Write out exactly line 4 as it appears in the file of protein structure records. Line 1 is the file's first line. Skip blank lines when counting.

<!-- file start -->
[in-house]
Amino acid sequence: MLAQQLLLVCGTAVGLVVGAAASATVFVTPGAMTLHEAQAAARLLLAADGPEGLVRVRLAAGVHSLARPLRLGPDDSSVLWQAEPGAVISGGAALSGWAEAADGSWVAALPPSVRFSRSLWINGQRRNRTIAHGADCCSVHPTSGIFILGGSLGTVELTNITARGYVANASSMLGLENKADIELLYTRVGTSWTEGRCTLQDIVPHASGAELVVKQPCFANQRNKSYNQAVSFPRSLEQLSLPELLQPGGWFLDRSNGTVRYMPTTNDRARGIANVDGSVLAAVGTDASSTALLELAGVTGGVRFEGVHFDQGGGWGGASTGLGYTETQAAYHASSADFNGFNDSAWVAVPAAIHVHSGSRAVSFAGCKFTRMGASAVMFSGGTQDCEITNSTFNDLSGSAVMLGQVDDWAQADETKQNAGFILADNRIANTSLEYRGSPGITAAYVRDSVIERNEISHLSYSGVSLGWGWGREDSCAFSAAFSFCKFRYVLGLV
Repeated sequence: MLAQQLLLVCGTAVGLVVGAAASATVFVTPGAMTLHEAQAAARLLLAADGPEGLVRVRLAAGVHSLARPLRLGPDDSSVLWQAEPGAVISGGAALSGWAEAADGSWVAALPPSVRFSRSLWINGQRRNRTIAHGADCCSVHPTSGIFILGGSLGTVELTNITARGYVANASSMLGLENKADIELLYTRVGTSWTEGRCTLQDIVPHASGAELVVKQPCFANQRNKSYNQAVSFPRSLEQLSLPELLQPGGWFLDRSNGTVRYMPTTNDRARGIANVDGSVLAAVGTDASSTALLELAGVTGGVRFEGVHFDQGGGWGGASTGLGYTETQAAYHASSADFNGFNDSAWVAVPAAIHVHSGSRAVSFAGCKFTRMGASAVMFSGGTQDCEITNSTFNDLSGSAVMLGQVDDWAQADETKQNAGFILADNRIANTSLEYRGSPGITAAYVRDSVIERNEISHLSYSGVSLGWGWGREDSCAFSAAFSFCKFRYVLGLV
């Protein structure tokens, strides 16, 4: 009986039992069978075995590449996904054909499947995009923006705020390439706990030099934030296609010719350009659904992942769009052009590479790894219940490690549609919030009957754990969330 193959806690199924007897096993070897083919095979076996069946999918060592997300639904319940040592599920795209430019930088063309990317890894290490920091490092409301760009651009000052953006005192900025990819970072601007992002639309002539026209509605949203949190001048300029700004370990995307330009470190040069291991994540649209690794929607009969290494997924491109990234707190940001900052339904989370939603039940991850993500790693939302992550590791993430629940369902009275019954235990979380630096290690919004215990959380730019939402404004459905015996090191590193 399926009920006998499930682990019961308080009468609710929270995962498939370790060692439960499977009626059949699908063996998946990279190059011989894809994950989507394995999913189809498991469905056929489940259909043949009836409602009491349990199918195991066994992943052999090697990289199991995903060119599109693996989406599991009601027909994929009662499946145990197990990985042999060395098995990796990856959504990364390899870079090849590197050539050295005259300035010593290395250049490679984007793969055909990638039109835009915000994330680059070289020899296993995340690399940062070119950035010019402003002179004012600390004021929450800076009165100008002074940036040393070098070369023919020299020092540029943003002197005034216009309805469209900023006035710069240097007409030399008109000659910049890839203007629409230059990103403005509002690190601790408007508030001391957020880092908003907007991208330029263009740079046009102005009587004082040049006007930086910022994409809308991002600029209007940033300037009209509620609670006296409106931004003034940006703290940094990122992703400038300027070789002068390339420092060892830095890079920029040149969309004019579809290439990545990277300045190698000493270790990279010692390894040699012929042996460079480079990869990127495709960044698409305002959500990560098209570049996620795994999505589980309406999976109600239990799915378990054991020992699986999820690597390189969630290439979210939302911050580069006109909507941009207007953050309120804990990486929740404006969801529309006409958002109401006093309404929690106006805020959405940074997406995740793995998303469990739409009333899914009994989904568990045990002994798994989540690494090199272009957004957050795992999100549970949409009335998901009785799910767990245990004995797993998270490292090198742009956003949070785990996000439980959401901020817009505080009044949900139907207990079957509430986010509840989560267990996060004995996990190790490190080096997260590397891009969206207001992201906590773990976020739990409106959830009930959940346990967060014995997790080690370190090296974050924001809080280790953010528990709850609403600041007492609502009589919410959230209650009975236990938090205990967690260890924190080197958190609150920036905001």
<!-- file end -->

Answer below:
């Protein structure tokens, strides 16, 4: 009986039992069978075995590449996904054909499947995009923006705020390439706990030099934030296609010719350009659904992942769009052009590479790894219940490690549609919030009957754990969330 193959806690199924007897096993070897083919095979076996069946999918060592997300639904319940040592599920795209430019930088063309990317890894290490920091490092409301760009651009000052953006005192900025990819970072601007992002639309002539026209509605949203949190001048300029700004370990995307330009470190040069291991994540649209690794929607009969290494997924491109990234707190940001900052339904989370939603039940991850993500790693939302992550590791993430629940369902009275019954235990979380630096290690919004215990959380730019939402404004459905015996090191590193 399926009920006998499930682990019961308080009468609710929270995962498939370790060692439960499977009626059949699908063996998946990279190059011989894809994950989507394995999913189809498991469905056929489940259909043949009836409602009491349990199918195991066994992943052999090697990289199991995903060119599109693996989406599991009601027909994929009662499946145990197990990985042999060395098995990796990856959504990364390899870079090849590197050539050295005259300035010593290395250049490679984007793969055909990638039109835009915000994330680059070289020899296993995340690399940062070119950035010019402003002179004012600390004021929450800076009165100008002074940036040393070098070369023919020299020092540029943003002197005034216009309805469209900023006035710069240097007409030399008109000659910049890839203007629409230059990103403005509002690190601790408007508030001391957020880092908003907007991208330029263009740079046009102005009587004082040049006007930086910022994409809308991002600029209007940033300037009209509620609670006296409106931004003034940006703290940094990122992703400038300027070789002068390339420092060892830095890079920029040149969309004019579809290439990545990277300045190698000493270790990279010692390894040699012929042996460079480079990869990127495709960044698409305002959500990560098209570049996620795994999505589980309406999976109600239990799915378990054991020992699986999820690597390189969630290439979210939302911050580069006109909507941009207007953050309120804990990486929740404006969801529309006409958002109401006093309404929690106006805020959405940074997406995740793995998303469990739409009333899914009994989904568990045990002994798994989540690494090199272009957004957050795992999100549970949409009335998901009785799910767990245990004995797993998270490292090198742009956003949070785990996000439980959401901020817009505080009044949900139907207990079957509430986010509840989560267990996060004995996990190790490190080096997260590397891009969206207001992201906590773990976020739990409106959830009930959940346990967060014995997790080690370190090296974050924001809080280790953010528990709850609403600041007492609502009589919410959230209650009975236990938090205990967690260890924190080197958190609150920036905001």